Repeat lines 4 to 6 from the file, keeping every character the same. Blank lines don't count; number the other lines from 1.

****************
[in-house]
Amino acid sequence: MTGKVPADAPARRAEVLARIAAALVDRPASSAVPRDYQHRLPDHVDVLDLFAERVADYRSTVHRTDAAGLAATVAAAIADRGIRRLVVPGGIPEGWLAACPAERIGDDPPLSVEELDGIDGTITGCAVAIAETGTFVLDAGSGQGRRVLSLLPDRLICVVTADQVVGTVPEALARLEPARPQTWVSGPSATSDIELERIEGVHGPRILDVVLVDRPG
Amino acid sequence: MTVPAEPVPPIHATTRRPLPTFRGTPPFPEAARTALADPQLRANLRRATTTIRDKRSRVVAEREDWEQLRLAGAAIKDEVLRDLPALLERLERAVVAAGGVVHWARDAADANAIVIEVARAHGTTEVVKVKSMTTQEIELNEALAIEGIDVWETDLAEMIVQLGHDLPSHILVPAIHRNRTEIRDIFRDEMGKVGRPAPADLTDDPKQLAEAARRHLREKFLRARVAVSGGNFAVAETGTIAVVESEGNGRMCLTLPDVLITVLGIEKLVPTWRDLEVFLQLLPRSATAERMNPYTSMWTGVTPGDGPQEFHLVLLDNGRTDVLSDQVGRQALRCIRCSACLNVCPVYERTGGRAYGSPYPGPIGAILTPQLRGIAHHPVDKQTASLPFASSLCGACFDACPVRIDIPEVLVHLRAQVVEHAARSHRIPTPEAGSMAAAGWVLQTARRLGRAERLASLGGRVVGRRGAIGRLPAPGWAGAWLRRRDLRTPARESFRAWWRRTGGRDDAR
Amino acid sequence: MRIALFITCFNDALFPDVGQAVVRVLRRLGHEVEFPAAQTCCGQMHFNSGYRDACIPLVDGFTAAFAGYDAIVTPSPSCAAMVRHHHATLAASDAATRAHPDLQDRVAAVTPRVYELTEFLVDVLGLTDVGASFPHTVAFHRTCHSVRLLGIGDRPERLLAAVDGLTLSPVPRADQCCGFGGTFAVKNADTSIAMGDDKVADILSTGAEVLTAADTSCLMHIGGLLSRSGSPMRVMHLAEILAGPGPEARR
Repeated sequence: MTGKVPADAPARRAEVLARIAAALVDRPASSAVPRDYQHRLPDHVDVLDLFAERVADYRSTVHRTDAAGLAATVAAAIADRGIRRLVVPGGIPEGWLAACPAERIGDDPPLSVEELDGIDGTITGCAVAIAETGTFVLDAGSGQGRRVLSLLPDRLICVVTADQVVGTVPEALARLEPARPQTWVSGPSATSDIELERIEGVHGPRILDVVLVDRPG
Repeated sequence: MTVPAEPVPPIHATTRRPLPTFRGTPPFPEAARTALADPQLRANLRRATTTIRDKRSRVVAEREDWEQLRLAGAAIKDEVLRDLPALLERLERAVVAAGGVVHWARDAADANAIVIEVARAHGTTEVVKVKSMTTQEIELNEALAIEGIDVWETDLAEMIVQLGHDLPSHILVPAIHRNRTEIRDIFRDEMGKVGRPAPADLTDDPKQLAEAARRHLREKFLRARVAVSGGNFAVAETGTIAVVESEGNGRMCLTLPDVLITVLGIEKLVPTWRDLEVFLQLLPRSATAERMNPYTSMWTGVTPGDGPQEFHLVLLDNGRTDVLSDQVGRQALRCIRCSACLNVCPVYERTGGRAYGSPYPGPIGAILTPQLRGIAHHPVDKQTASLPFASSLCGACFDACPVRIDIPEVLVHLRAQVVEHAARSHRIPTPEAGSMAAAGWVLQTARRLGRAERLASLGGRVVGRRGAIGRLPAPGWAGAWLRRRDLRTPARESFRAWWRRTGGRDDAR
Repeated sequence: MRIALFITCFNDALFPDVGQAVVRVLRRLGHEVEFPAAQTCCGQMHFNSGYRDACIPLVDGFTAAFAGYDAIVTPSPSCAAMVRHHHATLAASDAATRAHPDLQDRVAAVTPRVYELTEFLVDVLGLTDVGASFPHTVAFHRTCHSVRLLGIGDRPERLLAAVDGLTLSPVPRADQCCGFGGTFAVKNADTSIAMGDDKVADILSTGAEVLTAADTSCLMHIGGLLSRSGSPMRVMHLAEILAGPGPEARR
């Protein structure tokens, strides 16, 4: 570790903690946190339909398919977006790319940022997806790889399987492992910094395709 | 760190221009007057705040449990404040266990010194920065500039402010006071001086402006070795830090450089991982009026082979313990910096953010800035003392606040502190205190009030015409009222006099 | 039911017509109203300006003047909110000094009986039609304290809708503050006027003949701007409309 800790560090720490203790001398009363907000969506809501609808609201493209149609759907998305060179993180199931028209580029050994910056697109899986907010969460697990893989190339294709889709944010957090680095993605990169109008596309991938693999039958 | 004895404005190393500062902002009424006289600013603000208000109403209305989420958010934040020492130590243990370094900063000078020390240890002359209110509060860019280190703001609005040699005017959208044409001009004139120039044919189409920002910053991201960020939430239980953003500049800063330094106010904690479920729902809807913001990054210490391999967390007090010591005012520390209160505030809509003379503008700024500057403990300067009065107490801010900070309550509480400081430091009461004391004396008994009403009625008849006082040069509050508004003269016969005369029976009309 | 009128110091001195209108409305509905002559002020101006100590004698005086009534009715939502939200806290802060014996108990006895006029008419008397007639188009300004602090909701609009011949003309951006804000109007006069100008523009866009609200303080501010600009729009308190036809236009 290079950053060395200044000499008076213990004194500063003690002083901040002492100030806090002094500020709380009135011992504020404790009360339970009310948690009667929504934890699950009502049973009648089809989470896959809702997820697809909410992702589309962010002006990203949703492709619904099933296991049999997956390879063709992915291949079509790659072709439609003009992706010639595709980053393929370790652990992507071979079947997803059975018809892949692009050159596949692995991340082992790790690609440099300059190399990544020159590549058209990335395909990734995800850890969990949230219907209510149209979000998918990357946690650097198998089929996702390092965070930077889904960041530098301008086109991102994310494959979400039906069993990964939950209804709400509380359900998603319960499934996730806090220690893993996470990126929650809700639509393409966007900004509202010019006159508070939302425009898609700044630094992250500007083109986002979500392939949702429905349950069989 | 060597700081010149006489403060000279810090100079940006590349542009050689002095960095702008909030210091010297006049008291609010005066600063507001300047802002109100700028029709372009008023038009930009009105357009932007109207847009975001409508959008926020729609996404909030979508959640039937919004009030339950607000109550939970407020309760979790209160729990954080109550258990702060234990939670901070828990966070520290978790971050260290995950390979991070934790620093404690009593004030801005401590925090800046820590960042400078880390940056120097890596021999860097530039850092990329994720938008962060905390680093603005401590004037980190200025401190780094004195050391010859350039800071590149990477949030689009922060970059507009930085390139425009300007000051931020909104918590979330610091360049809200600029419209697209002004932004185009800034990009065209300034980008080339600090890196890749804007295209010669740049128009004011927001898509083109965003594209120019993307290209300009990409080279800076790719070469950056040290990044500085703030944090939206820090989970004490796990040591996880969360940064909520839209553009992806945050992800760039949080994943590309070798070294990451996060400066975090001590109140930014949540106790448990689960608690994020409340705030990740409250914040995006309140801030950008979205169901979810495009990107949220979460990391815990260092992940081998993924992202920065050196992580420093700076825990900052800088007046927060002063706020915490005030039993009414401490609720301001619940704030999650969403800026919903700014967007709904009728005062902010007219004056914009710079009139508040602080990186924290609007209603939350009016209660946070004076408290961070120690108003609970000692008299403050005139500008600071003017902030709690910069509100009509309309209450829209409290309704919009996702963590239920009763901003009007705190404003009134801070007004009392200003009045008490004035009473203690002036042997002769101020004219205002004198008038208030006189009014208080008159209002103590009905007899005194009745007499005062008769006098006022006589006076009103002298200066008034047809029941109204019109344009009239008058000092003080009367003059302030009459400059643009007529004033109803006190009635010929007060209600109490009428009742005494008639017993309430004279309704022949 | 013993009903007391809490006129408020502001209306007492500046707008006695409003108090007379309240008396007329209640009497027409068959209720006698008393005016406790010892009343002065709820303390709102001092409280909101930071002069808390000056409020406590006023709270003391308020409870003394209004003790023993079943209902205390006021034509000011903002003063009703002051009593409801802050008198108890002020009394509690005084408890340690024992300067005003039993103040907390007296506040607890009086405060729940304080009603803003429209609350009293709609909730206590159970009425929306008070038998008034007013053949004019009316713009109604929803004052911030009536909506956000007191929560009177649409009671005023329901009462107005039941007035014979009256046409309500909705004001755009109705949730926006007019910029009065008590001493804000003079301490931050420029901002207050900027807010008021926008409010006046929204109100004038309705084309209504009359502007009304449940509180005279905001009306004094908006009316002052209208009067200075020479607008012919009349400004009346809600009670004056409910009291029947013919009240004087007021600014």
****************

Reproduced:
Amino acid sequence: MRIALFITCFNDALFPDVGQAVVRVLRRLGHEVEFPAAQTCCGQMHFNSGYRDACIPLVDGFTAAFAGYDAIVTPSPSCAAMVRHHHATLAASDAATRAHPDLQDRVAAVTPRVYELTEFLVDVLGLTDVGASFPHTVAFHRTCHSVRLLGIGDRPERLLAAVDGLTLSPVPRADQCCGFGGTFAVKNADTSIAMGDDKVADILSTGAEVLTAADTSCLMHIGGLLSRSGSPMRVMHLAEILAGPGPEARR
Repeated sequence: MTGKVPADAPARRAEVLARIAAALVDRPASSAVPRDYQHRLPDHVDVLDLFAERVADYRSTVHRTDAAGLAATVAAAIADRGIRRLVVPGGIPEGWLAACPAERIGDDPPLSVEELDGIDGTITGCAVAIAETGTFVLDAGSGQGRRVLSLLPDRLICVVTADQVVGTVPEALARLEPARPQTWVSGPSATSDIELERIEGVHGPRILDVVLVDRPG
Repeated sequence: MTVPAEPVPPIHATTRRPLPTFRGTPPFPEAARTALADPQLRANLRRATTTIRDKRSRVVAEREDWEQLRLAGAAIKDEVLRDLPALLERLERAVVAAGGVVHWARDAADANAIVIEVARAHGTTEVVKVKSMTTQEIELNEALAIEGIDVWETDLAEMIVQLGHDLPSHILVPAIHRNRTEIRDIFRDEMGKVGRPAPADLTDDPKQLAEAARRHLREKFLRARVAVSGGNFAVAETGTIAVVESEGNGRMCLTLPDVLITVLGIEKLVPTWRDLEVFLQLLPRSATAERMNPYTSMWTGVTPGDGPQEFHLVLLDNGRTDVLSDQVGRQALRCIRCSACLNVCPVYERTGGRAYGSPYPGPIGAILTPQLRGIAHHPVDKQTASLPFASSLCGACFDACPVRIDIPEVLVHLRAQVVEHAARSHRIPTPEAGSMAAAGWVLQTARRLGRAERLASLGGRVVGRRGAIGRLPAPGWAGAWLRRRDLRTPARESFRAWWRRTGGRDDAR